CFO Survey Don’t worry, be happy
The Deloitte CFO Survey targets the CFOs of major Australian listed companies. It has been conducted on a quarterly basis since the third quarter of 2009. This survey covers the third quarter of 2013 and took place between 10 September 2013 and 27 September 2013. 53 CFOs participated, representing businesses with a combined market value of approximately $300 billion or 19% of the Australian quoted equity market.
The Deloitte CFO Survey 4
A surge in optimism 7
12 month outlook 11
Strong credit conditions continue 14
Post-election priorities 16
Positioning for prosperity? Catching the next wave 18
Contact us 22
Keith Skinner Chief Operating Officer Tel: +61 2 9322 7580 email: firstname.lastname@example.org
Stephen Gustafson Partner Tel: +61 2 9322 7325 email: email@example.com
What a difference an election makes.
Three months ago, Australian CFOs were the gloomiest we’d seen since this survey began.
Now, with a change of government, optimism is back to its highest level in two and a half years and the nightmares evoked by Federal Government policy uncertainty and the slow-down in China have all but dissipated.
Combined with more positive news from Europe, the UK and North America, another cut to interest rates, a downward shift in the dollar and improved balance sheets, companies are now ready and poised for action.
The question is when.
The last few years have seen CFOs focus on optimising earnings and getting their cost bases under control. Now they are moving from these more defensive strategies to seize the opportunity to reposition their operations for accelerated growth to gain competitive advantage.
We are also seeing signs of increased M&A activity in the market and nearly 50% of CFOs surveyed believe M&A activity will increase in the next 12 months.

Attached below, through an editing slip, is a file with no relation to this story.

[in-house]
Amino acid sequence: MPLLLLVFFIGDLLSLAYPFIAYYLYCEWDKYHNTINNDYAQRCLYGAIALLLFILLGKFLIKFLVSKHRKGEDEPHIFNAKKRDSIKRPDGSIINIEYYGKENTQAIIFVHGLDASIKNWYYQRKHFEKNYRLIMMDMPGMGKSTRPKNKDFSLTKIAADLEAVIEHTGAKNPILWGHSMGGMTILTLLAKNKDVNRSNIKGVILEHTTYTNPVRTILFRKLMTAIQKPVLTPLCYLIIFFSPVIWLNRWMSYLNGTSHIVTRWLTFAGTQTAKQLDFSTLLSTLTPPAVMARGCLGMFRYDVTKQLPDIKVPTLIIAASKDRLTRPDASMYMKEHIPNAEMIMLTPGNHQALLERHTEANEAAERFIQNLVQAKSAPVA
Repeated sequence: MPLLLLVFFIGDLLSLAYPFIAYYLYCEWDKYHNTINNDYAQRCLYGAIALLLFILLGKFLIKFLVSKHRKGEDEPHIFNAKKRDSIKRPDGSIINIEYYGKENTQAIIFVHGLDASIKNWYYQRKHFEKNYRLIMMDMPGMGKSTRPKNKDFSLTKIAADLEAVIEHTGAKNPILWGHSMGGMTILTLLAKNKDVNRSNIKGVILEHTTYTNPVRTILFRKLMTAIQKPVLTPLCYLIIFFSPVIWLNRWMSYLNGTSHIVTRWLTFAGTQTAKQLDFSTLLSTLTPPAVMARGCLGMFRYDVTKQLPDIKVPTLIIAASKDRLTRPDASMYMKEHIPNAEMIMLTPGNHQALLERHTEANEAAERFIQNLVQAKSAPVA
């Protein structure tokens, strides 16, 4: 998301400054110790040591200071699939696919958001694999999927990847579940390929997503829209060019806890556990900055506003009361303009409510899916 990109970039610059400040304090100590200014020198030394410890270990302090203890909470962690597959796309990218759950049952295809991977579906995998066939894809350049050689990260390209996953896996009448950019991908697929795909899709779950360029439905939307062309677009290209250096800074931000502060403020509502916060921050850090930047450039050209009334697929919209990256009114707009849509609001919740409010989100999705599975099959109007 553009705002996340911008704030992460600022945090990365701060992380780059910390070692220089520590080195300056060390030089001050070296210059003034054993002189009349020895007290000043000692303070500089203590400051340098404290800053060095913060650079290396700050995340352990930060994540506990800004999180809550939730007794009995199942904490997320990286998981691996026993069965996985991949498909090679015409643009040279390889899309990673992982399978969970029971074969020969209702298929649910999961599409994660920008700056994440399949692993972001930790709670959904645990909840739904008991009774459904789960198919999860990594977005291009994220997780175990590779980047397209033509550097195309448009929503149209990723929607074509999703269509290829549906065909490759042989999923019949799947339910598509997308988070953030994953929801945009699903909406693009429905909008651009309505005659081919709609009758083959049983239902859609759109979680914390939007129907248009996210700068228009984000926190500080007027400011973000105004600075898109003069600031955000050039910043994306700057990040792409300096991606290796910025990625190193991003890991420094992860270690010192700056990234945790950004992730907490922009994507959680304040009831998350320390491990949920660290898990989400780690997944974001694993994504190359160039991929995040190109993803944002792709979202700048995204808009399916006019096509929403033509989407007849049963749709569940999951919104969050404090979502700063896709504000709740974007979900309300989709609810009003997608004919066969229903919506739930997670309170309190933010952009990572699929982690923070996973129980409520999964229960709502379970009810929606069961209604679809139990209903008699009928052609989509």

Looking further ahead, the major structural shifts that we are seeing in the economy continue as we move into the production phase of the mining boom and businesses start to look for new growth opportunities. CFOs’ understanding of the major drivers of growth in coming decades indicates that they are already thinking about how they can influence strategy to position their businesses for future prosperity.
So it seems CFOs are worrying less. Now they are poised to take action that will make them happy again.
Keith Skinner Chief Operating Officer
For additional copies of this report please contact Kirstie Williams on +61 2 9322 3881 or email firstname.lastname@example.org
Confidence bounced back to its highest level since early 2011, with almost
half of the Australian CFOs
surveyed being more
optimistic than three
months ago, outstripping
that of their UK and North
for the first time this year.
Looking beyond the mining boom, CFOs
nominated gas as a major driver of economic growth in the
next two decades; followed by agribusiness,
tourism, higher education and construction
as the top five sectors.
Government policy and
the Chinese economy
are no longer dampening
CFOs’ spirits, but
the multispeed economy is still cause for concern.
Key priorities for the new
government include tax reform, building confidence and stability
and reducing red tape.
Credit remains cheap and available while the majority of CFOs
expect to keep gearing the same or
The Deloitte CFO Survey Don’t worry, be happy
Key points from the CFO Survey
• Confidence bounced back to the highest level since early 2011, with almost half of the Australian CFOs surveyed being more optimistic than three months ago
• While Federal Government policy and the Chinese economy are no longer dampening CFOs’ spirits, the multispeed economy remains a cause for concern
• The number of CFOs who believe now is a good time to take more risk onto their balance sheets is the highest in two years
• External financial and economic uncertainty remains generally high and more than half of CFOs expect this to remain the case for at least another year
• CFOs are expecting increases in revenues, operating cash flow, capital expenditure and headcount
• Almost two thirds expect the dollar to land between U.S. $0.80 and $0.90 in a year’s time, while over half expect interest rates to stay the same or fall further
• Following another interest rate cut, credit remains cheap and available, while the majority of CFOs expect to keep gearing the same or increase it